• A brilliant and unsparing analysis of a nightmare that is no longer a distant future but our chaotic, burning present. Unlike other writers who speak about human agency in the abstract, Wallace-Wells zeros in on the power structures and capitalist elites whose mindless greed is writing an obituary for our grandchildren. Mike Davis, author of Ecology of Fear
  • A lucid and thorough description of our unprecedented crisis, and of the mechanisms of denial with which we seek to avoid its fullest recognition. William Gibson, author of Neuromancer

    "David Wallace-Wells has produced a willfully terrifying polemic that reads like a cross between Stephen King and Stephen Hawking. Written with verve and insight and an eerie gusto for its own horrors, it comes just when we need it; it could not be more urgent than it is at this moment. I hope everyone will read it and be afraid.
  • A NEW YORK TIMES EDITORS’ CHOICE
  • The Uninhabitable Earth is the most terrifying book I have ever read. Its subject is climate change, and its method is scientific, but its mode is Old Testament. The book is a meticulously documented, white-knuckled tour through the cascading catastrophes that will soon engulf our warming planet. Farhad Manjoo, The New York Times
  • One of the very few books about our climate change emergency that doesn't sugarcoat the horror.  William T. Vollmann, author of No Immediate Danger
  • Powerfully argued. . . . A masterly analysis of why—with a world of solutions—we choose doom. Nature
  • Riveting. . . . Some readers will find Mr. Wallace-Wells’s outline of possible futures alarmist. He is indeed alarmed. You should be, too. The Economist
  • Potent and evocative. . . . Wallace-Wells has resolved to offer something other than the standard narrative of climate change. . . . He avoids the ‘eerily banal language of climatology’ in favor of lush, rolling prose. Jennifer Szalai, The New York Times
  • Most of us know the gist, if not the details, of the climate change crisis. And yet it is almost impossible to sustain strong feelings about it. David Wallace-Wells has now provided the details, and with writing that is not only clear and forceful, but often imaginative and even funny, he has found a way to make the information deeply felt. Jonathan Safran Foer, author of Everything is Illuminated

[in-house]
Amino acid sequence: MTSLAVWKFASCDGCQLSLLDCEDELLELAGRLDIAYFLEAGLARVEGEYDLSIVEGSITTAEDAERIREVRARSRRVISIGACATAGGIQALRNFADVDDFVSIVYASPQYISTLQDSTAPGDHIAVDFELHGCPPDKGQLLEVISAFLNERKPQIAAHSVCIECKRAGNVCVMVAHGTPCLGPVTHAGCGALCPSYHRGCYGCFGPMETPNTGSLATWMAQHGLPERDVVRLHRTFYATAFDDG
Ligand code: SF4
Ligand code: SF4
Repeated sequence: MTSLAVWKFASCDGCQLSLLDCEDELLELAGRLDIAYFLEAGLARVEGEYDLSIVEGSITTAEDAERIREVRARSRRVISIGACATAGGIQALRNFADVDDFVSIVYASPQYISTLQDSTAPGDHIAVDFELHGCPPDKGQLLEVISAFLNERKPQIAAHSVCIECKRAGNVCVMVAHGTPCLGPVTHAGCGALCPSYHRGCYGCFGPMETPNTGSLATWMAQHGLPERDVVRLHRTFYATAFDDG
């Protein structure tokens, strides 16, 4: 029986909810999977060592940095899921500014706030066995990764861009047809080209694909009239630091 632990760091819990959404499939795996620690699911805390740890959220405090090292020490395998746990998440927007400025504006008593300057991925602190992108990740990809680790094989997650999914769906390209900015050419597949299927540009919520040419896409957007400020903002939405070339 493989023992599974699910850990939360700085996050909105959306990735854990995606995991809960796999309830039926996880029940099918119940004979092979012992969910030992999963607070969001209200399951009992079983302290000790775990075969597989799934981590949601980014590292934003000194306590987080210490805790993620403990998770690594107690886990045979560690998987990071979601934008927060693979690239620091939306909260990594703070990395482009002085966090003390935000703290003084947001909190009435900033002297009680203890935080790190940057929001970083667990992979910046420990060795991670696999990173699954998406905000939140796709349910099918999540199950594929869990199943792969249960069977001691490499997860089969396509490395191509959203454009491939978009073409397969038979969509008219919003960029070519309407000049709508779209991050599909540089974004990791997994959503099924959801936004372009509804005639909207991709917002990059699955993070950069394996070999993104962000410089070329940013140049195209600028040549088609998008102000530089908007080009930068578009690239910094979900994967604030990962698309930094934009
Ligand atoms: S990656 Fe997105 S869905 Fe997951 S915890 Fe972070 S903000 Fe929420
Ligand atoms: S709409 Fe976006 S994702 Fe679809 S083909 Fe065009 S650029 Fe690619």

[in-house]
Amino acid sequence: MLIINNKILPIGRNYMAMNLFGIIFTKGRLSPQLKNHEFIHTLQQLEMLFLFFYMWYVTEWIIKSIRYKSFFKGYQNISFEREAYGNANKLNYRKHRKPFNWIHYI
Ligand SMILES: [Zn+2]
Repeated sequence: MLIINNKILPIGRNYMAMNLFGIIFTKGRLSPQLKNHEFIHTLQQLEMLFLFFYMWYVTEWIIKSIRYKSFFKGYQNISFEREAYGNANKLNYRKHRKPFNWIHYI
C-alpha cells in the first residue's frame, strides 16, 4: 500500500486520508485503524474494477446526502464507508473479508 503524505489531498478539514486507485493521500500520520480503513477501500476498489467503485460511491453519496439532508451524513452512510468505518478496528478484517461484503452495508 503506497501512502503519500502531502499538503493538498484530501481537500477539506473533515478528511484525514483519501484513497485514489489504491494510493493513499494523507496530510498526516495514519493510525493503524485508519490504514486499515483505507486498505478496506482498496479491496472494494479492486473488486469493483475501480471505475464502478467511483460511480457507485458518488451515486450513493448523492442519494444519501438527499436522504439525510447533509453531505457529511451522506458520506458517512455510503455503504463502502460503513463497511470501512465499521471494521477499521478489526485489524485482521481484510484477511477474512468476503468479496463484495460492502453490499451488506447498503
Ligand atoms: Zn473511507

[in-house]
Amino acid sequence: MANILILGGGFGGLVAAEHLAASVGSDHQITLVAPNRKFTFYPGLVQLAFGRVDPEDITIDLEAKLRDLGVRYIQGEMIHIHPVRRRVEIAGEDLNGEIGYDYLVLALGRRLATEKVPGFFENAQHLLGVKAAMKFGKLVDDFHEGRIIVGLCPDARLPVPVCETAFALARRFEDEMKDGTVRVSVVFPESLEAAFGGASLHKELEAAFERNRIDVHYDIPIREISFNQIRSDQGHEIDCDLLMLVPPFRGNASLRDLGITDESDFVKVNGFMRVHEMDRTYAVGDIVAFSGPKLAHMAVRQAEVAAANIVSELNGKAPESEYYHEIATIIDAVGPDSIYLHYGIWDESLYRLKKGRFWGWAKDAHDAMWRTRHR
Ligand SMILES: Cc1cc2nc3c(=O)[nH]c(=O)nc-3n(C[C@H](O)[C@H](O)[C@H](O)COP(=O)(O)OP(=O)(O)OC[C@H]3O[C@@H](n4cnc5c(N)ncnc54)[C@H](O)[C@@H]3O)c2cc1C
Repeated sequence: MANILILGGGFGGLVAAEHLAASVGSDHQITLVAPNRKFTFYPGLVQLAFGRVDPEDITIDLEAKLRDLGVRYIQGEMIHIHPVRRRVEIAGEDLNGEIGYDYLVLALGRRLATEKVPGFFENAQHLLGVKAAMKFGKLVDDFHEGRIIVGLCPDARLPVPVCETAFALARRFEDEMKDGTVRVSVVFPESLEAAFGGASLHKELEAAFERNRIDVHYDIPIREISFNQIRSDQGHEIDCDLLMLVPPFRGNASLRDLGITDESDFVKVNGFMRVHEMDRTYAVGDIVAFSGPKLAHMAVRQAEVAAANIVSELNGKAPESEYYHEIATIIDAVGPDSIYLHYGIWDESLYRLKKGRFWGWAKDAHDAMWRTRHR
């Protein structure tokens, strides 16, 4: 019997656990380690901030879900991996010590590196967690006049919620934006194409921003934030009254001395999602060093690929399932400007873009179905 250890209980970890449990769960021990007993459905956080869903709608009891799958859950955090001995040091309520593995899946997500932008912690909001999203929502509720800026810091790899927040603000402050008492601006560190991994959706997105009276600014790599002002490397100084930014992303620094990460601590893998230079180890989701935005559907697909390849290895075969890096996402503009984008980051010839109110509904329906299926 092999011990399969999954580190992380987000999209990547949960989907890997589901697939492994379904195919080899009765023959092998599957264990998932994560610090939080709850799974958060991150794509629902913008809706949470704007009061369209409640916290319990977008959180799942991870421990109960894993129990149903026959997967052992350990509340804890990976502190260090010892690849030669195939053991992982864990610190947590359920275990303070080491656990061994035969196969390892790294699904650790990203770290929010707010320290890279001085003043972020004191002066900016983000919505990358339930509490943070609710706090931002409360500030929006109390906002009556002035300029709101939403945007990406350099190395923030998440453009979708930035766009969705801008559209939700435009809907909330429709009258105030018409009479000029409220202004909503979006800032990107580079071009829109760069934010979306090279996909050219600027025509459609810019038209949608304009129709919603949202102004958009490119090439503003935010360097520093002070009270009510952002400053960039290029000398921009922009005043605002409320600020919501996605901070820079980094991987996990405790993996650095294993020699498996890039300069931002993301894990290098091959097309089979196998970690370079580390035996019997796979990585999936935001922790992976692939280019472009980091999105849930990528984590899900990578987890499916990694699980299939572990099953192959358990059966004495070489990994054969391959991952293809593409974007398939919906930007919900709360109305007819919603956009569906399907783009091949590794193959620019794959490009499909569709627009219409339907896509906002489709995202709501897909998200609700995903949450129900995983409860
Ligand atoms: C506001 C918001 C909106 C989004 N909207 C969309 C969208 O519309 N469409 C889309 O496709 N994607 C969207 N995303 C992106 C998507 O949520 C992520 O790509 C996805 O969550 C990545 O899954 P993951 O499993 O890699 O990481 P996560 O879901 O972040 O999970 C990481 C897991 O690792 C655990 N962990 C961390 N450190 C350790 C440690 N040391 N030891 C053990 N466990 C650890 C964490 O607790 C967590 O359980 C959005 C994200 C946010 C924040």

• A brilliant new book. . . . a remorseless, near-unbearable account of what we are doing to our planet. John Lanchester, The New York Times Book Review
  • David Wallace-Wells argues that the impacts of climate change will be much graver than most people realize, and he's right. The Uninhabitable Earth is a timely and provocative work. Elizabeth Kolbert, author of The Sixth Extinction
  • An excellent book. . . . Not since Bill McKibben’s The End of Nature thirty years ago have we been told what climate change will mean in such vivid terms. Fred Pearce, The Washington Post
  • A #1 Amazon.com bestseller in Geography
  • New York Times bestseller
  • A New York Times Book Review Editor’s Choice
  • Longlisted for the 2020 Andrew Carnegie Medal for Excellence in Nonfiction
  • Shortlisted for the Foyles Book of the Year in Nonfiction
  • Longlisted for the 2020 PEN/E. O. Wilson Literary Science Writing Award

Listener Reviews

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  • 5 out of 55 out of 55 out of 55 out of 55 out of 5 TomC | 3/22/2020

    " Wallace-Wells' book is dark and foreboding but it is impossible to dismiss its importance. Extremely well-researched, with every aspect and impact of climate change covered thoughtfully and in depth. Meant to inform and to jar the reader out of any last vestiges of denial, but references no junk science nor resorts to gratuitous scare tactics. It is political when necessary. And yes, there are some positions of hope taken, though you have to work your way through the book to understand why hope is a reasonable conclusion. Does his own narration, which is excellent. "

About the Author

David Wallace-Wells is deputy editor of New York magazine, where he also writes frequently about climate change and the near future of science and technology. In July 2017 he published a cover story surveying the landscape of worst-case scenarios for global warming that became an immediate sensation, reaching millions of readers on its first day and, in less than a week, becoming the most-read story the magazine had ever published and sparking an unprecedented debate, ongoing still today among scientists and journalists, about just how we should be thinking, and talking, about the planetary threat from climate change.